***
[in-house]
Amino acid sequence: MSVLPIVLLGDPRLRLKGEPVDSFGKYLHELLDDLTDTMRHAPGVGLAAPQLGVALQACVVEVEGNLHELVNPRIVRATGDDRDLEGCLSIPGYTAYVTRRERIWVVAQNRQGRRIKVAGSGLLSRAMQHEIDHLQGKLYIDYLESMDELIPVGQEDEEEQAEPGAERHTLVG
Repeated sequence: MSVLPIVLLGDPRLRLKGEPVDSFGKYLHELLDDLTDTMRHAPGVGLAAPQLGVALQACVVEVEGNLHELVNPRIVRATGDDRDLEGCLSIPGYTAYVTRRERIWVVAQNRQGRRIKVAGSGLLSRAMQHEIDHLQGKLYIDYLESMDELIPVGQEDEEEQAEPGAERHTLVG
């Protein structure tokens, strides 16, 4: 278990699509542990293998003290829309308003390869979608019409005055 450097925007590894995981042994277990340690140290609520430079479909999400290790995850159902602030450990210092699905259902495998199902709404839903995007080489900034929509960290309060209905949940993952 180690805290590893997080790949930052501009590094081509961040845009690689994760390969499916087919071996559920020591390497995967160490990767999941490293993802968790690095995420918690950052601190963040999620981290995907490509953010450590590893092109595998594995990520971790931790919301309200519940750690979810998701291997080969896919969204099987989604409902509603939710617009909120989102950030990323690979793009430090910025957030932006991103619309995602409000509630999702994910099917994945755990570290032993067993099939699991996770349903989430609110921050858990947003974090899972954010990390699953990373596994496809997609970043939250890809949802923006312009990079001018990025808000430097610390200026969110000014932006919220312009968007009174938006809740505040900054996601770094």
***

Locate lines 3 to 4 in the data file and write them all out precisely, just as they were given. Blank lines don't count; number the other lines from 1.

Repeated sequence: MSVLPIVLLGDPRLRLKGEPVDSFGKYLHELLDDLTDTMRHAPGVGLAAPQLGVALQACVVEVEGNLHELVNPRIVRATGDDRDLEGCLSIPGYTAYVTRRERIWVVAQNRQGRRIKVAGSGLLSRAMQHEIDHLQGKLYIDYLESMDELIPVGQEDEEEQAEPGAERHTLVG
């Protein structure tokens, strides 16, 4: 278990699509542990293998003290829309308003390869979608019409005055 450097925007590894995981042994277990340690140290609520430079479909999400290790995850159902602030450990210092699905259902495998199902709404839903995007080489900034929509960290309060209905949940993952 180690805290590893997080790949930052501009590094081509961040845009690689994760390969499916087919071996559920020591390497995967160490990767999941490293993802968790690095995420918690950052601190963040999620981290995907490509953010450590590893092109595998594995990520971790931790919301309200519940750690979810998701291997080969896919969204099987989604409902509603939710617009909120989102950030990323690979793009430090910025957030932006991103619309995602409000509630999702994910099917994945755990570290032993067993099939699991996770349903989430609110921050858990947003974090899972954010990390699953990373596994496809997609970043939250890809949802923006312009990079001018990025808000430097610390200026969110000014932006919220312009968007009174938006809740505040900054996601770094």